It’s just not the same, not having subzero temperatures and foot-deep snowfalls to make you want to sit in the kitchen and look out dreamily on all that frigid whiteness while garden catalogs and notes and plans, marked here and there with brown rings and splattered spots from your tea mug, lie splayed out before you. Perhaps it just doesn’t seem that fall is far enough behind us, that spring is far enough ahead, to make it feel like garden planning season. Perhaps it’s the easy visibility of the omnipresent weeds that were still standing last fall when we chucked it all in for the season, reminding us that we have work to do before any planting can commence this spring.
But the catalogs arrive all the same. Over the years I have managed to get my name onto a lot of catalog mailing lists, and most of the catalogs that get crammed into my mail slot go right into the recycling. I keep any local ones, imagining that I will somehow manage a visit this spring to pick out some healthy, locally adapted specimens (I seldom get to more than one of these regional nurseries each year), and four of the nonlocal ones that I like for different reasons.
Since there’s really no hurry at this point, I will tell you about each of these over the next several days. Let’s begin with Nichols Garden Nursery (www.nicholsgardennursery.com), based in Albany, Oregon. It’s a sensible catalog with newsprint pages displaying a wide variety of seeds, plants, bulbs, accessories, cooking and homebrew supplies, and more.
Started just over 50 years ago by N.P. Nichols, the operation is now run by his daughter, Rose Marie Nichols McGee, and her husband, Keane McGee. A photo of the couple graces the inside front cover, along with a friendly introduction to the catalog, which highlights some of the new offerings this year. Their emphasis on edible plants is made clear by Rose’s comment that when she gives a talk, she often begins by saying, “This will be a talk for gardeners who eat.” But they also embrace N.P. Nichols’s original mission: To bring people closer to nature through gardening.
Nichols is among those nurseries that have taken The Safe Seed Pledge, an initiative of the Council for Responsible Genetics (www.gene-watch.org), which states in part that they will not “knowingly buy or sell transgenic or genetically engineered seeds or plants.” They also offer organic seeds and plants as much as they can (not all varieties are available as organic seed).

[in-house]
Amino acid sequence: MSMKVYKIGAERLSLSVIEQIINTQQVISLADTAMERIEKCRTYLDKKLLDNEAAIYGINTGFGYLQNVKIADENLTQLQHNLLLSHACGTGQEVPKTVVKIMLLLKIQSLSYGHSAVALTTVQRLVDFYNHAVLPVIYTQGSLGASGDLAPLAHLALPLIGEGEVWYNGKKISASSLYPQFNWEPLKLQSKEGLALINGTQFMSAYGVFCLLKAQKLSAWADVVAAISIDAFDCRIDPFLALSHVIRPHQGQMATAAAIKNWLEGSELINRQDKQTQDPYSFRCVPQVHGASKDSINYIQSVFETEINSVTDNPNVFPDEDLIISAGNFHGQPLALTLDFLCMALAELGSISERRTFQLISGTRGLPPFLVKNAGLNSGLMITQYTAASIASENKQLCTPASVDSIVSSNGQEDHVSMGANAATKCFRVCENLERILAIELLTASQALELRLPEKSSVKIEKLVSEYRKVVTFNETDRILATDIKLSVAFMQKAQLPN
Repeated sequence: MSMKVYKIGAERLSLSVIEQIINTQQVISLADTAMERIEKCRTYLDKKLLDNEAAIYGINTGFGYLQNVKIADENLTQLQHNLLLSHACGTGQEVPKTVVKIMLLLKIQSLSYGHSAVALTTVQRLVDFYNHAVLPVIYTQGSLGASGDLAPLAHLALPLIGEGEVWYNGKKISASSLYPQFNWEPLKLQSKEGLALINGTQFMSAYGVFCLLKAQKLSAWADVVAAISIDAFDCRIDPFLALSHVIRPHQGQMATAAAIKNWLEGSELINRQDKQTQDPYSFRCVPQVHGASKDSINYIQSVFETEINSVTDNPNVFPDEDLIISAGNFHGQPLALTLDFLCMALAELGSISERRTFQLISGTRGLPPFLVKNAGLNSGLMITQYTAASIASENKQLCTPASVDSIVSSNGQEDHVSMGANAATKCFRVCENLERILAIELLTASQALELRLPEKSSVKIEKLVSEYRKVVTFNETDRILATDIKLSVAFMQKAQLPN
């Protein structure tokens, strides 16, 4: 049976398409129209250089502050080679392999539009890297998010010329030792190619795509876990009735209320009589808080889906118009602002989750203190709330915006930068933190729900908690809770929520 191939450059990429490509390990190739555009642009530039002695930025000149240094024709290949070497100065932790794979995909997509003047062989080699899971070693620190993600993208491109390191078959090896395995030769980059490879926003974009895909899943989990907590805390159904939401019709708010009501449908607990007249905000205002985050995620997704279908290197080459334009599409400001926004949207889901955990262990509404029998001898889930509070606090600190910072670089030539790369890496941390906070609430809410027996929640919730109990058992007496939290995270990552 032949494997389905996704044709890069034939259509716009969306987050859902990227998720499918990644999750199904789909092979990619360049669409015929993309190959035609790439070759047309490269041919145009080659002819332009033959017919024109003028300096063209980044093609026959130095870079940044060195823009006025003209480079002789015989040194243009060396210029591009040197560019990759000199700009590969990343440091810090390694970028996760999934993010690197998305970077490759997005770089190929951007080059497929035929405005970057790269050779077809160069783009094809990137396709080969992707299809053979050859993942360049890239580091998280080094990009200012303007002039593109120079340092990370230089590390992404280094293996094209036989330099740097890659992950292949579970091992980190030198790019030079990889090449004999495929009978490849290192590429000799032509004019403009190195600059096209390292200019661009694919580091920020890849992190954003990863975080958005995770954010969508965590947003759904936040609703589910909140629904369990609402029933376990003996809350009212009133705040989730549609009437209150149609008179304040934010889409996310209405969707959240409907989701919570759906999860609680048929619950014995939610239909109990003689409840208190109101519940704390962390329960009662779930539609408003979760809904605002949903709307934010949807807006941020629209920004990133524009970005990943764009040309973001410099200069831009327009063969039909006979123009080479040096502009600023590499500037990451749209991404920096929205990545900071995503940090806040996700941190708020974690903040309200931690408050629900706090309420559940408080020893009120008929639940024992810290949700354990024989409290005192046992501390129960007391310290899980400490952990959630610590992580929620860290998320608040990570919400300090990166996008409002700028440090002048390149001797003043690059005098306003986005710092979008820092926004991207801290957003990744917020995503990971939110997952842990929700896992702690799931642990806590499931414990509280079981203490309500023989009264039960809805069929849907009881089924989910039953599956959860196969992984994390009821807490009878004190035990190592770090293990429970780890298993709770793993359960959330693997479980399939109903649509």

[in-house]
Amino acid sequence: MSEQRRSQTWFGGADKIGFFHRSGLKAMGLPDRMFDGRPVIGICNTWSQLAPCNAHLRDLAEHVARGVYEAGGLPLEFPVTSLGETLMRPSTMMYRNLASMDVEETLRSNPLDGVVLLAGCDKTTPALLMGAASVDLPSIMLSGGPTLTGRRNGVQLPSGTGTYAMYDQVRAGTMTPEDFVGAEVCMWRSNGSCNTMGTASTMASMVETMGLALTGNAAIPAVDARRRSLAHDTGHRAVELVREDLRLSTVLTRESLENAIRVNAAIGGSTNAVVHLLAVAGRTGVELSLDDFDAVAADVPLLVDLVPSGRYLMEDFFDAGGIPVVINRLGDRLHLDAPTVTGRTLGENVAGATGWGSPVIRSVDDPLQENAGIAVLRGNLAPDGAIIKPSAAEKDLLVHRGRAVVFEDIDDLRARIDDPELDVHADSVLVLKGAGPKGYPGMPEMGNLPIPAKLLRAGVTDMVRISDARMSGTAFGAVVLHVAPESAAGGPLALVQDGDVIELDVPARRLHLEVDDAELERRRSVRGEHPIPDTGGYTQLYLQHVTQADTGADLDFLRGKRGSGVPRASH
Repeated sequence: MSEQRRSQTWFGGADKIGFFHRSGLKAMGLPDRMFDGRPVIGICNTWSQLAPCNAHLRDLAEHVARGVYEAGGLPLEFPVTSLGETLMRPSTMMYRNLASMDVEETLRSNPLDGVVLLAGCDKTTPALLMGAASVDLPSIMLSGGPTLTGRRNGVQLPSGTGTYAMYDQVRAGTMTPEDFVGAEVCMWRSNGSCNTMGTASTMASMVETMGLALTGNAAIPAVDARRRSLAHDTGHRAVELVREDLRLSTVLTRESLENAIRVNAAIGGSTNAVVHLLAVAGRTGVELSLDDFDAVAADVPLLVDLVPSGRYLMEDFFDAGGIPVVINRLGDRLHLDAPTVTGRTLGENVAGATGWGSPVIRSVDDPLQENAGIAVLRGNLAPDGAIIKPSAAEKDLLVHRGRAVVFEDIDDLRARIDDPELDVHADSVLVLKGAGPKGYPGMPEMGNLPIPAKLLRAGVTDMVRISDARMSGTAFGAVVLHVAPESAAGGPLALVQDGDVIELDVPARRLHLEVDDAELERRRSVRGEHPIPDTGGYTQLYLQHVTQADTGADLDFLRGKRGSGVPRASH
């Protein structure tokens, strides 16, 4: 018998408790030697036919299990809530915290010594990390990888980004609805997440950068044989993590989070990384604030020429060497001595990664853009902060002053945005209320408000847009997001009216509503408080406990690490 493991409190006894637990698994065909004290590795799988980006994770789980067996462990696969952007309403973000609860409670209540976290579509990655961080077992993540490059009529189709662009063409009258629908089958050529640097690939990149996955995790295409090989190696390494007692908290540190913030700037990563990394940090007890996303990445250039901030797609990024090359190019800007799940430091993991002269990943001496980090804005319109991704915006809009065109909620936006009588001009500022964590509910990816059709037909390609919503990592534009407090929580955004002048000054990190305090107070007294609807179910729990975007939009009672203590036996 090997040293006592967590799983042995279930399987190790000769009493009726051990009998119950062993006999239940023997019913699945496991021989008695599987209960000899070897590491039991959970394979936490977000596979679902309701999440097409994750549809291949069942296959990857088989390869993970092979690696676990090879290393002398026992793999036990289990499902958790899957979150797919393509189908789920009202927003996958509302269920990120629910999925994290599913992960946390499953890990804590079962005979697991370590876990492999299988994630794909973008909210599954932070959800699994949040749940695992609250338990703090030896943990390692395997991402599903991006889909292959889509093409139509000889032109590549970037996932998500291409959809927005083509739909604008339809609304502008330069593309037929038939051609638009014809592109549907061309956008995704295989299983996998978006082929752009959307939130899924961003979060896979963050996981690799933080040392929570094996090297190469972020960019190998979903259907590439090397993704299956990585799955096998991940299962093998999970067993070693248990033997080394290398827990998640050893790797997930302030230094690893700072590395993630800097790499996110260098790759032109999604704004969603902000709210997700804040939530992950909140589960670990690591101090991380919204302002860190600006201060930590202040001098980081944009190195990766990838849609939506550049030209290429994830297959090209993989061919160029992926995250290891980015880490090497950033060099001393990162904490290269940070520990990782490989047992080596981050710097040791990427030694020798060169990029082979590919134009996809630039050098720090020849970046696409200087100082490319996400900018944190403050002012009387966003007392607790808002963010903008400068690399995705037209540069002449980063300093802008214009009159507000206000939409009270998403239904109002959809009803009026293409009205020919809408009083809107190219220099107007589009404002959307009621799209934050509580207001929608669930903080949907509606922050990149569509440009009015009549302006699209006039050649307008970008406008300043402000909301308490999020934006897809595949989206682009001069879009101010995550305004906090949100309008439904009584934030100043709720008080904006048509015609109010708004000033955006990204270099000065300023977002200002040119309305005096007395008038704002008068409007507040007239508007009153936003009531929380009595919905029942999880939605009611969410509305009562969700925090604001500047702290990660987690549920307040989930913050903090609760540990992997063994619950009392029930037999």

I first requested a Nichols catalog because of their Ecology Lawn Mix, an assortment of three different grass-and-forb mixes for lawns, formulated for different climate zones. The Dryland Ecology Lawn Mix was tested at the Minnesota Landscape Arboretum for a three-year period and found to thrive with little input. It includes perennial rye and fine fescue grasses, along with clover, yarrow and some other small-flowered ground covers.
Their herb seed collection is quite extensive, including 16 different basils, they offer a page full of quirky ornamental gourds, and 15 different garlic (bulbs). It appears that all the vegetables are represented in diverse abundance. Plus, tucked in a corner between radishes and spinach, are seeds for growing the little ornamental, but also edible, alpine strawberries, which are often hard to find. I wrote about alpine strawberries a few years ago; for those who are interested I’ll “reprint” it on the garden column page of this site (now called What Grows Here).
In all, Nichols offers seeds and plants that are compatible with sustainable gardening practices, and an opportunity for ecology-minded gardeners to get good value while supporting a responsible business.